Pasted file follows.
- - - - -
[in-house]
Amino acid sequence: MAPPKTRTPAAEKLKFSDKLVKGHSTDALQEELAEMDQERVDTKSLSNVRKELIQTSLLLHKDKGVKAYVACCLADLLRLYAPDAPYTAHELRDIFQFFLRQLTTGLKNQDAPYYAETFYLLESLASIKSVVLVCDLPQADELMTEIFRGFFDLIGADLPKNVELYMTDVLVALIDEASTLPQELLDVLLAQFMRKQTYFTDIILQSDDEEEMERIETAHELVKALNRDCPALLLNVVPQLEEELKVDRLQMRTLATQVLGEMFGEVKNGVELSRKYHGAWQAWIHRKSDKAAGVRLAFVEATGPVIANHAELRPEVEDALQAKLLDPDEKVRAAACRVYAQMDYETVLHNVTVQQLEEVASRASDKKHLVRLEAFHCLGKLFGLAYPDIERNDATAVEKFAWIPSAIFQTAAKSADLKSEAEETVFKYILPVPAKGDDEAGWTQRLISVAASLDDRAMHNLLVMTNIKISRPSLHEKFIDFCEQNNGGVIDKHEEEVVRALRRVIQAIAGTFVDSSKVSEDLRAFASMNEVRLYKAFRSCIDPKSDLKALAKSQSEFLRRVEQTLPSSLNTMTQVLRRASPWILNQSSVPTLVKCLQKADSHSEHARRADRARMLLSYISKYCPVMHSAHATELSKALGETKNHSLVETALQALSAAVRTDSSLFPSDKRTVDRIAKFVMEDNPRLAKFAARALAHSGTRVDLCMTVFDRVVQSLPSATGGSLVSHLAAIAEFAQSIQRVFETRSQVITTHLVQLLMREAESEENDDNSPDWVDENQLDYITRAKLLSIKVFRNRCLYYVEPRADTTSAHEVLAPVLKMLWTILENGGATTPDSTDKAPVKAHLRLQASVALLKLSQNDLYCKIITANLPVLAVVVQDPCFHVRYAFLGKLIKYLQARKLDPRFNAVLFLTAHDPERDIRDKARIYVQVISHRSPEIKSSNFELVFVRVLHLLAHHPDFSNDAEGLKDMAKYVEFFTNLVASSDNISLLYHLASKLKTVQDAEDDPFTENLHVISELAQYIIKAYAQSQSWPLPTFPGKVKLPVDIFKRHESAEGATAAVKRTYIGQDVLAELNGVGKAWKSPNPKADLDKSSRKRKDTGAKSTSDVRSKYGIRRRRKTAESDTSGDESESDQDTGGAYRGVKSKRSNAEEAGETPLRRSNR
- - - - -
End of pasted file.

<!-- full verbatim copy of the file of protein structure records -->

[in-house]
Amino acid sequence: MAPPKTRTPAAEKLKFSDKLVKGHSTDALQEELAEMDQERVDTKSLSNVRKELIQTSLLLHKDKGVKAYVACCLADLLRLYAPDAPYTAHELRDIFQFFLRQLTTGLKNQDAPYYAETFYLLESLASIKSVVLVCDLPQADELMTEIFRGFFDLIGADLPKNVELYMTDVLVALIDEASTLPQELLDVLLAQFMRKQTYFTDIILQSDDEEEMERIETAHELVKALNRDCPALLLNVVPQLEEELKVDRLQMRTLATQVLGEMFGEVKNGVELSRKYHGAWQAWIHRKSDKAAGVRLAFVEATGPVIANHAELRPEVEDALQAKLLDPDEKVRAAACRVYAQMDYETVLHNVTVQQLEEVASRASDKKHLVRLEAFHCLGKLFGLAYPDIERNDATAVEKFAWIPSAIFQTAAKSADLKSEAEETVFKYILPVPAKGDDEAGWTQRLISVAASLDDRAMHNLLVMTNIKISRPSLHEKFIDFCEQNNGGVIDKHEEEVVRALRRVIQAIAGTFVDSSKVSEDLRAFASMNEVRLYKAFRSCIDPKSDLKALAKSQSEFLRRVEQTLPSSLNTMTQVLRRASPWILNQSSVPTLVKCLQKADSHSEHARRADRARMLLSYISKYCPVMHSAHATELSKALGETKNHSLVETALQALSAAVRTDSSLFPSDKRTVDRIAKFVMEDNPRLAKFAARALAHSGTRVDLCMTVFDRVVQSLPSATGGSLVSHLAAIAEFAQSIQRVFETRSQVITTHLVQLLMREAESEENDDNSPDWVDENQLDYITRAKLLSIKVFRNRCLYYVEPRADTTSAHEVLAPVLKMLWTILENGGATTPDSTDKAPVKAHLRLQASVALLKLSQNDLYCKIITANLPVLAVVVQDPCFHVRYAFLGKLIKYLQARKLDPRFNAVLFLTAHDPERDIRDKARIYVQVISHRSPEIKSSNFELVFVRVLHLLAHHPDFSNDAEGLKDMAKYVEFFTNLVASSDNISLLYHLASKLKTVQDAEDDPFTENLHVISELAQYIIKAYAQSQSWPLPTFPGKVKLPVDIFKRHESAEGATAAVKRTYIGQDVLAELNGVGKAWKSPNPKADLDKSSRKRKDTGAKSTSDVRSKYGIRRRRKTAESDTSGDESESDQDTGGAYRGVKSKRSNAEEAGETPLRRSNR